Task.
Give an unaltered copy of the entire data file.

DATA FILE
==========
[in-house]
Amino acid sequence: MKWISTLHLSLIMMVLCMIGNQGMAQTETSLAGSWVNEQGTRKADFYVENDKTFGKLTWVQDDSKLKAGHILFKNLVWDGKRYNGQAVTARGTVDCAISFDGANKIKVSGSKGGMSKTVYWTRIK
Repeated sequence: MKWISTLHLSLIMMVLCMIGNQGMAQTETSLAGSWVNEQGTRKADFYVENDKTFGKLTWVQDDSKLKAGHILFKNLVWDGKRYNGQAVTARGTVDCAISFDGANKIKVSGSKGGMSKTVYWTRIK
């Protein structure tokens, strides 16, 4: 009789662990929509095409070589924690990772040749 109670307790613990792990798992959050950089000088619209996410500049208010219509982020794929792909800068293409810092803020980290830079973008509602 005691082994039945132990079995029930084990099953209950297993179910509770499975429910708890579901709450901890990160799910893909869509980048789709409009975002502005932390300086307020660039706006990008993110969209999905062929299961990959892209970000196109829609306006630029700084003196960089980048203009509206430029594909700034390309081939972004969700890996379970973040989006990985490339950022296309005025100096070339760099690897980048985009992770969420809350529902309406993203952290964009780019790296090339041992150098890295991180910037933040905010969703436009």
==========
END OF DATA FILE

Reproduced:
[in-house]
Amino acid sequence: MKWISTLHLSLIMMVLCMIGNQGMAQTETSLAGSWVNEQGTRKADFYVENDKTFGKLTWVQDDSKLKAGHILFKNLVWDGKRYNGQAVTARGTVDCAISFDGANKIKVSGSKGGMSKTVYWTRIK
Repeated sequence: MKWISTLHLSLIMMVLCMIGNQGMAQTETSLAGSWVNEQGTRKADFYVENDKTFGKLTWVQDDSKLKAGHILFKNLVWDGKRYNGQAVTARGTVDCAISFDGANKIKVSGSKGGMSKTVYWTRIK
């Protein structure tokens, strides 16, 4: 009789662990929509095409070589924690990772040749 109670307790613990792990798992959050950089000088619209996410500049208010219509982020794929792909800068293409810092803020980290830079973008509602 005691082994039945132990079995029930084990099953209950297993179910509770499975429910708890579901709450901890990160799910893909869509980048789709409009975002502005932390300086307020660039706006990008993110969209999905062929299961990959892209970000196109829609306006630029700084003196960089980048203009509206430029594909700034390309081939972004969700890996379970973040989006990985490339950022296309005025100096070339760099690897980048985009992770969420809350529902309406993203952290964009780019790296090339041992150098890295991180910037933040905010969703436009």